• Regulation of Investigatory Powers Act 2000 (“RIPA”)
  • Data Protection Act 1998 (“DPA 1998″)
  • EU Data Protection Directive 95/46
  • Equality Act 2010
  • Defamation Act 1996
  • Trademark Act 1994
  • Copyright, Designs and Patents Act 1998

And that’s barely scraping the surface, UK Law Librarians should also be aware of legislation like the Digital Economy Act 2010, recent changes to libel law, digital content and platforms and perhaps most significantly issues around the use of open access tools and social networking sites. Demonstrating the impact of infringing these pieces of legislation is something that Law Librarians should be actively involved in and incorporating within a Risk Register. By doing so not only are we demonstrating our knowledge of the legislative framework which we work in but the impact this legislation has on our work, the way fee-earners work and ultimately the services we provide.

Another opportunity provided as part of this process is demonstrating how valuable our work is. Lets say LexisNexis is unavailable for a few hours, yes it’s annoying, but lets imagine that in the few hours LexisNexis is unavailable a fee-earner looks for and finds a case or a case commentary on an untrustworthy or inappropriate source. What’s the risk associated with them doing this? Well it’s quite high if the fee-earner uses this information as part of legal advice to a client. Demonstrating the risk of doing so should be part of the risk register. But there’s also an opportunity for Law Librarians to say, we have some fantastic databases you should be using, also everyone in the Library is professionally qualified and has been trained to identify the best resource to use to answer your enquiry.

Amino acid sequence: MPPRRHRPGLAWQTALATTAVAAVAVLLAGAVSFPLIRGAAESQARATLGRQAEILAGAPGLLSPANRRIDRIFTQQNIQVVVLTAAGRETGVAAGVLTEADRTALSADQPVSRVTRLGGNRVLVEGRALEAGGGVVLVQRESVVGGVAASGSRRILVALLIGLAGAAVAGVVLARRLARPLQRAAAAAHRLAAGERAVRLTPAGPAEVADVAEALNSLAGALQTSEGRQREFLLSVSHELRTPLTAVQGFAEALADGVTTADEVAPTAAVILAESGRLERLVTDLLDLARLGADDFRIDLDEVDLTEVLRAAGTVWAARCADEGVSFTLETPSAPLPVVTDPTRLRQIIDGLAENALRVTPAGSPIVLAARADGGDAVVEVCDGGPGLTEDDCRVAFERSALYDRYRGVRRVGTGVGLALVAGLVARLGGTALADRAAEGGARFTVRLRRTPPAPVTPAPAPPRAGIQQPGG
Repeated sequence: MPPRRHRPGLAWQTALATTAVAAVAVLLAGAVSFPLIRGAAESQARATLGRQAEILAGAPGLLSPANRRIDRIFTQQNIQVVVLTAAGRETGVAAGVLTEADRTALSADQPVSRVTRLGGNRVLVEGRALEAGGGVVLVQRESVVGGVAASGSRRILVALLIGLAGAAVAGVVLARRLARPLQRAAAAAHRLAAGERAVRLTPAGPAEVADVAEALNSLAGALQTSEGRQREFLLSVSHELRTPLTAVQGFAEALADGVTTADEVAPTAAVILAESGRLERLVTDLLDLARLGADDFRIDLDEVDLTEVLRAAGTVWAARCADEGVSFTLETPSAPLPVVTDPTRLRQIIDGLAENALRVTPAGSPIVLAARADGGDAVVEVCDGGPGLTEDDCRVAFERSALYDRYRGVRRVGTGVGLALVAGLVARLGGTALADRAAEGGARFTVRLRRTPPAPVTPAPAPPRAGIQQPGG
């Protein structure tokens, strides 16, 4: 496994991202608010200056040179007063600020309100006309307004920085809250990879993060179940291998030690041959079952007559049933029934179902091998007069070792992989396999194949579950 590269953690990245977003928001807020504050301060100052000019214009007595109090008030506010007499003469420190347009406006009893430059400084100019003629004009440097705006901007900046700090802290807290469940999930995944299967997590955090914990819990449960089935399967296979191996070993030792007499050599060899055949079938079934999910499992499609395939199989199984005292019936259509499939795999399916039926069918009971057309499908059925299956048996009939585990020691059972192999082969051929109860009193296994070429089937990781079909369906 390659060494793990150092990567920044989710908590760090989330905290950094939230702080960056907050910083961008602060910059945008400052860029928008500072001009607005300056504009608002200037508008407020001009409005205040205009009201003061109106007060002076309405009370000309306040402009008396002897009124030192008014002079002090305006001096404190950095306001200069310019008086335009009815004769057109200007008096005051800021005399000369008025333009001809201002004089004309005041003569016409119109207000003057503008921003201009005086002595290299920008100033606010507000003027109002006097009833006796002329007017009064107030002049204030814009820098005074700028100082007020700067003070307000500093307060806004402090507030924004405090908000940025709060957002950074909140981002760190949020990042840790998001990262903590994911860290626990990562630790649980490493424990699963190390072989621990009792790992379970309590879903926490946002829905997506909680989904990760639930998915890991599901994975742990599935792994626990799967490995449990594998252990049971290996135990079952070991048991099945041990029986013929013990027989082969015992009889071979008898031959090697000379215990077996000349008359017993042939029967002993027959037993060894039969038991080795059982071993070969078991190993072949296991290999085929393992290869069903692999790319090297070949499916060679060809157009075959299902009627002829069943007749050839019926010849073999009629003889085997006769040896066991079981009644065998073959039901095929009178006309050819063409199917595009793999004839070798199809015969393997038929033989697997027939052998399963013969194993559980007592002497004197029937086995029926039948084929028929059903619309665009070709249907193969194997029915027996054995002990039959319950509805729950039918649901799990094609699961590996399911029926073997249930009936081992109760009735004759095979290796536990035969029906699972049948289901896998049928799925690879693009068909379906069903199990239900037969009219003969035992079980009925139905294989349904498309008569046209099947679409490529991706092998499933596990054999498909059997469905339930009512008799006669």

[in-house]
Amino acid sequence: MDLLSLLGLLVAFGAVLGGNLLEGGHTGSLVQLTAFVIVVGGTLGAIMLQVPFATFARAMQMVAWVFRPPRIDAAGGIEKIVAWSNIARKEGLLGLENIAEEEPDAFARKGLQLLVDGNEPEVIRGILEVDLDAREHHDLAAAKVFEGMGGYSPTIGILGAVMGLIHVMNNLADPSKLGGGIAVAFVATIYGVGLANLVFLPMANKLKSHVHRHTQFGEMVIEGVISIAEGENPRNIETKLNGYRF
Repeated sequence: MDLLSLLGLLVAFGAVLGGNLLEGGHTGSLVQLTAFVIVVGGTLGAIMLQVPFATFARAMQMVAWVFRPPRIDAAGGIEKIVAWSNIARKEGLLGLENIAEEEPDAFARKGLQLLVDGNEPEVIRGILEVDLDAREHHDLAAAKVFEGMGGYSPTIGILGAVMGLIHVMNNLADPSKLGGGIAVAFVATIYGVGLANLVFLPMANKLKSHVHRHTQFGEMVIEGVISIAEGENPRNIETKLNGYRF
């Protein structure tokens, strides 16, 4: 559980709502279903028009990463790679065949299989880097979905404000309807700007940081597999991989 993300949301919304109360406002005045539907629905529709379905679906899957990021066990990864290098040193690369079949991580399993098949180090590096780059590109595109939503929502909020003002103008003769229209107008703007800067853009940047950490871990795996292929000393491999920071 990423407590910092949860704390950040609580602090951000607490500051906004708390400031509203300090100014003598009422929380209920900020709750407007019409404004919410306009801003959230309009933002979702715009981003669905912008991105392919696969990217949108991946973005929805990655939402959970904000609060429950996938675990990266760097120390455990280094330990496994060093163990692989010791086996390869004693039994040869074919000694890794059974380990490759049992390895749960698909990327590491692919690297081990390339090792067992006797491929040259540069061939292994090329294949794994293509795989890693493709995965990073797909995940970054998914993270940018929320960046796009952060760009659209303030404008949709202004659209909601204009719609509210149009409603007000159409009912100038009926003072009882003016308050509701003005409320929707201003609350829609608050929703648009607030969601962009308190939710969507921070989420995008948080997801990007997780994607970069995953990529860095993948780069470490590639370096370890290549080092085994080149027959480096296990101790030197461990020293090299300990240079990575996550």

Law Librarians, through their interactions with users, also have a good understanding of how individuals are creating, managing and consuming information. With this understanding Law Librarians can add value where there are perceived risks around the management of information, perhaps in the IT Department where individuals will be very experienced at managing backups, processes and infrastructure. But might not necessarily have as good a knowledge of policies, legislation and protocols. Many of which will need to be taken into account when completing a risk register.

In my mind Law Librarians have a key role to play in the production of a risk register and it
offers a number of opportunities for us to demonstrate our knowledge and to show the impact of the tools we use. Finally I read the following quote which is from a Law Librarian in “Adding value in Corporate Libraries and Information Services

Never describe what we do. Rather we must describe the impact and results of the unique expertise we possess (1)

I thought that was a good way to end this post

(1) Colleen Cable – Cost Recovery to cost prevention – Five steps to success – From Adding value in Corporate Libraries and Information Services edited by Constance Ard: Ark Group  (2012)

Photo credit – Risk Factory by Kyz